Tyrosinemia is a rare genetic disease caused by mutations on genes that codify enzymes responsible for tyrosine metabolism. Considering that tyrosinemics patients usually present symptoms associated with central nervous system alterations that ranges from slight decreases in intelligence to severe mental retardation, we decided to investigate whether acute and chronic administration of L-tyrosine in rats would affect acetylcholinesterase mRNA expression and enzymatic activity during their development. In our acute protocol, Wistar rats (10 and 30 days old) were killed one hour after a single intraperitoneal L-tyrosine injection (500 mg/kg) or saline. Chronic administration consisted of L-tyrosine (500 mg/kg) or saline injections 12 h apart for 24 days in Wistar rats (7 days old) and rats were killed 12 h after last injection. Acetylcholinesterase activity was measured by Ellman's method and acetylcholinesterase expression was carried out by a semi-quantitative reverse transcriptase polymerase chain reaction (RT-PCR) assay. We observed that acute (10 and 30 days old rats) and chronic L-tyrosine administration increased acetylcholinesterase activity in serum and all tested brain areas (hippocampus, striatum and cerebral cortex) when compared to control group. Moreover, there was a significant decrease in mRNA levels of acetylcholinesterase in hippocampus was observed after acute protocol (10 and 30 days old rats) and in striatum after chronic protocol. In case these alterations also occur in the brain of the patients, our results may explain, at least in part, the neurological sequelae associated with high plasma concentrations of tyrosine seen in patients affected by tyrosinemia type II. PMID:23046746

  8. L-tyrosine administration increases acetylcholinesterase activity in rats.

    PubMed

    Ferreira, Gabriela K; Carvalho-Silva, Milena; Gonçalves, Cinara L; Vieira, Júlia S; Scaini, Giselli; Ghedim, Fernando V; Deroza, Pedro F; Zugno, Alexandra I; Pereira, Talita C B; Oliveira, Giovanna M T; Kist, Luiza W; Bogo, Maurício R; Schuck, Patrícia F; Ferreira, Gustavo C; Streck, Emilio L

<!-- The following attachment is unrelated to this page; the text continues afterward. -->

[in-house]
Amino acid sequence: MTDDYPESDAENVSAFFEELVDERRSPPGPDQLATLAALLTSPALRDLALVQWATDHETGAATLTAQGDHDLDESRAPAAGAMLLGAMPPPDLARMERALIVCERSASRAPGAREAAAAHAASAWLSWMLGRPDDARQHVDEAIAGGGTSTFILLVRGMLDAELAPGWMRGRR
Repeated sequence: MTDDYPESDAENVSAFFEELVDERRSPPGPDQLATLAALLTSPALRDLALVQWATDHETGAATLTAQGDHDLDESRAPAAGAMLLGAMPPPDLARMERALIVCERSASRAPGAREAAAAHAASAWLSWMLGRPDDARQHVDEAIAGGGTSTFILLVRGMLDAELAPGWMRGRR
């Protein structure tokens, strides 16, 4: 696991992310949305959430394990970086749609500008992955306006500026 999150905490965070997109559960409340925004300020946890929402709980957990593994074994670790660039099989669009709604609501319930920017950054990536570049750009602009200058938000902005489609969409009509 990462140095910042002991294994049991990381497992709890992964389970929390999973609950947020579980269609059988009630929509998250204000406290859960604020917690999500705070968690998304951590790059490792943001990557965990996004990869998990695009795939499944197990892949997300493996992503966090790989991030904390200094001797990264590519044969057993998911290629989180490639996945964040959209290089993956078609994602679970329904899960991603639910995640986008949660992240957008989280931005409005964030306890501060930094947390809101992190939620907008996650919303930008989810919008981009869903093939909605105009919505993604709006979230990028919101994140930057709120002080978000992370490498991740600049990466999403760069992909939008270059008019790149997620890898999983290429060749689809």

2012-12-01

    Tyrosinemia is a rare genetic disease caused by mutations on genes that codify enzymes responsible for tyrosine metabolism. Considering that tyrosinemics patients usually present symptoms associated with central nervous system alterations that ranges from slight decreases in intelligence to severe mental retardation, we decided to investigate whether acute and chronic administration of L-tyrosine in rats would affect acetylcholinesterase mRNA expression and enzymatic activity during their development. In our acute protocol, Wistar rats (10 and 30 days old) were killed one hour after a single intraperitoneal L-tyrosine injection (500 mg/kg) or saline. Chronic administration consisted of L-tyrosine (500 mg/kg) or saline injections 12 h apart for 24 days in Wistar rats (7 days old) and rats were killed 12 h after last injection. Acetylcholinesterase activity was measured by Ellman's method and acetylcholinesterase expression was carried out by a semi-quantitative reverse transcriptase polymerase chain reaction (RT-PCR) assay. We observed that acute (10 and 30 days old rats) and chronic L-tyrosine administration increased acetylcholinesterase activity in serum and all tested brain areas (hippocampus, striatum and cerebral cortex) when compared to control group. Moreover, there was a significant decrease in mRNA levels of acetylcholinesterase in hippocampus was observed after acute protocol (10 and 30 days old rats) and in striatum after chronic protocol. In case these alterations also occur in the brain of the patients, our results may explain, at least in part, the neurological sequelae associated with high plasma concentrations of tyrosine seen in patients affected by tyrosinemia type II.

  9. Perfluorooctane sulfonate effects on the reproductive axis in adult male rats.

    PubMed

    López-Doval, S; Salgado, R; Pereiro, N; Moyano, R; Lafuente, A

    2014-10-01